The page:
NYU Langone Medical Center launched a new era in March after completing its first surgery using a new near-infrared fluorescence imaging guided system available on the da Vinci Si Surgical System (Intuitive Surgical). The system is in use in just a few sites around the world, and NYU Langone says is the first to put it to use for selective arterial clamping during kidney sparing surgery for patients with kidney cancer.
The technique incorporates a redesigned 3-D HD camera that is mounted on one of the four arms of the da Vinci system. Doctors inject the patient with a fluorescence dye that is activated by near-infrared light. Then, because the camera can switch from standard real-time imaging of the surgical field, the medical team can get an additional view of images of tissue and surrounding blood vessels.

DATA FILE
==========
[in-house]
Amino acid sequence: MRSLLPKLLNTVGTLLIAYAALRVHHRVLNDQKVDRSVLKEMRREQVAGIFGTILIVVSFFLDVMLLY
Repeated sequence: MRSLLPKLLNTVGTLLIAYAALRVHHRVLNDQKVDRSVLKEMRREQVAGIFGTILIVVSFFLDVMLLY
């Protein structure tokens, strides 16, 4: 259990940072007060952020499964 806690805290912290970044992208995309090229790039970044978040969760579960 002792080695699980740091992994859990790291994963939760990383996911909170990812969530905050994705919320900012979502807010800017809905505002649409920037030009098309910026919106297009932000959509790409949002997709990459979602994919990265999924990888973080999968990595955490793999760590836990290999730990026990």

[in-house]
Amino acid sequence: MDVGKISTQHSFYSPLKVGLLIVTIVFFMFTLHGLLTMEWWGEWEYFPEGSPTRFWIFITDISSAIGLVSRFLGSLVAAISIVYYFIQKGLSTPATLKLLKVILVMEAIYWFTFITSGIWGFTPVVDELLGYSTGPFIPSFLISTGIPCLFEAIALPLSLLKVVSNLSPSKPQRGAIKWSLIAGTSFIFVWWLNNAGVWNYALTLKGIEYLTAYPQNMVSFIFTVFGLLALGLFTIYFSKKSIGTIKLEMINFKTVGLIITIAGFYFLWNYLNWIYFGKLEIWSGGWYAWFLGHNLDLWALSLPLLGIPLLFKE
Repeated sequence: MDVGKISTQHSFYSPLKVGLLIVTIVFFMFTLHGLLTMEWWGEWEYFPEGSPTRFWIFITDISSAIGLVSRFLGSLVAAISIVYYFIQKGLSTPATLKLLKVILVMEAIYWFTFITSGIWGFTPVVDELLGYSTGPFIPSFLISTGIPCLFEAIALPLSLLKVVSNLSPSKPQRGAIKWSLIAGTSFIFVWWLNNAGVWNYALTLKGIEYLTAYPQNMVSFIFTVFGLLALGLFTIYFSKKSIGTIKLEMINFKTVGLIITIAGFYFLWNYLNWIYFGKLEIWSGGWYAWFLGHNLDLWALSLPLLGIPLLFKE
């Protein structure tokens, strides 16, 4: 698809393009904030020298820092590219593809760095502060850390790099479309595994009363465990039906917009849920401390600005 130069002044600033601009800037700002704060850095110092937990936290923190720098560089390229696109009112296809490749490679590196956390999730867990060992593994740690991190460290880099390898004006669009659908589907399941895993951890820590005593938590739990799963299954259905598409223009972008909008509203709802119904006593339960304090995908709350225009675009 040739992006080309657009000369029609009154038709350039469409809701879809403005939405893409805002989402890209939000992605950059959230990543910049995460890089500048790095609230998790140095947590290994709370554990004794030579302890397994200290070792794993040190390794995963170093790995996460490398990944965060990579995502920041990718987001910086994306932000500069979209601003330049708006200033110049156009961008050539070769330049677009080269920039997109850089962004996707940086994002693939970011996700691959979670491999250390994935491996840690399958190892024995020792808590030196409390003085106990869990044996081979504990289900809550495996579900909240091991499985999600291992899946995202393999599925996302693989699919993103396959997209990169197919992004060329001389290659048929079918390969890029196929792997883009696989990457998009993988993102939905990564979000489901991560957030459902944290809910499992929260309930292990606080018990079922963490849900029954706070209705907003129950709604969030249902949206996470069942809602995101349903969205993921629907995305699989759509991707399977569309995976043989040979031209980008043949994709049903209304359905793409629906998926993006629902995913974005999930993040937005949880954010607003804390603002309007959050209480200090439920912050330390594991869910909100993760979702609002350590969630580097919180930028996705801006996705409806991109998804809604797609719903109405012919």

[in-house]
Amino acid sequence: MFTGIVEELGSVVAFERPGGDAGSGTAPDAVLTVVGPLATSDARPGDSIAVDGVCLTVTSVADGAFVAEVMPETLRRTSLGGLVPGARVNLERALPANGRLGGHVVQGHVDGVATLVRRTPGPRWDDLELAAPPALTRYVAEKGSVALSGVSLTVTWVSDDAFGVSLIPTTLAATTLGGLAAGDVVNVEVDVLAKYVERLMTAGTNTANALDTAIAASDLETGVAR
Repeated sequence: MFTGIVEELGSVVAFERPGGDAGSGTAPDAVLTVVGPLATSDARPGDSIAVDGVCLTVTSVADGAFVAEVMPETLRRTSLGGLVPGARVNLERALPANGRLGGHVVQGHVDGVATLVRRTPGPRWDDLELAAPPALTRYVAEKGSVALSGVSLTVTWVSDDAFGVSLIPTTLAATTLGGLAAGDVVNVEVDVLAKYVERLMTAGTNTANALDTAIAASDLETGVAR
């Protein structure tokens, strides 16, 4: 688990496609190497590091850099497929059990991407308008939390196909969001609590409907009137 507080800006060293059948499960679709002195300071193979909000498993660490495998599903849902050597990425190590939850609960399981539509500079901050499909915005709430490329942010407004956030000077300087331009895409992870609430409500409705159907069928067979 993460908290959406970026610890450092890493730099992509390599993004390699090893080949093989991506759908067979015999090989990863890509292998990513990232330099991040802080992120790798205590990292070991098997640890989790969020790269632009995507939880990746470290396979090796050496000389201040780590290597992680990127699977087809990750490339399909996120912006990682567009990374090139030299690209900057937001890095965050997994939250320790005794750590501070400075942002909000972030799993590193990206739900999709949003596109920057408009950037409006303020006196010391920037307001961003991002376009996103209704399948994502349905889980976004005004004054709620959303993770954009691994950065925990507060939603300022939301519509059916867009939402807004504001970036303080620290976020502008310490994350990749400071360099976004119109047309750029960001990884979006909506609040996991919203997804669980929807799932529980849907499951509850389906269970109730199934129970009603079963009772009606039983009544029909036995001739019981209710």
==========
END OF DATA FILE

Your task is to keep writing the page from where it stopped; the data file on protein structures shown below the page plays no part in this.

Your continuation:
The result is a greatly enhanced visual field, allowing finer assessment and more precise operations: ”Fluorescence imaging combined with the new 3-D HD camera scopes gives us clear anatomical landmarks to better map the patient’s vascular anatomy—it’s changing the way we perform surgery,” said Michael Stifelman, associate professor, Department of Urology and director of NYU Langone’s Robotic Surgery Center. “We can now perform complex kidney surgery in a more sparing manner using a minimally invasive approach. The imagery is so precise we can temporarily stop blood flow to only the part of the kidney needing dissection, allowing the rest of the kidney to remain perfused, which prevents potential damage to the healthy tissue.”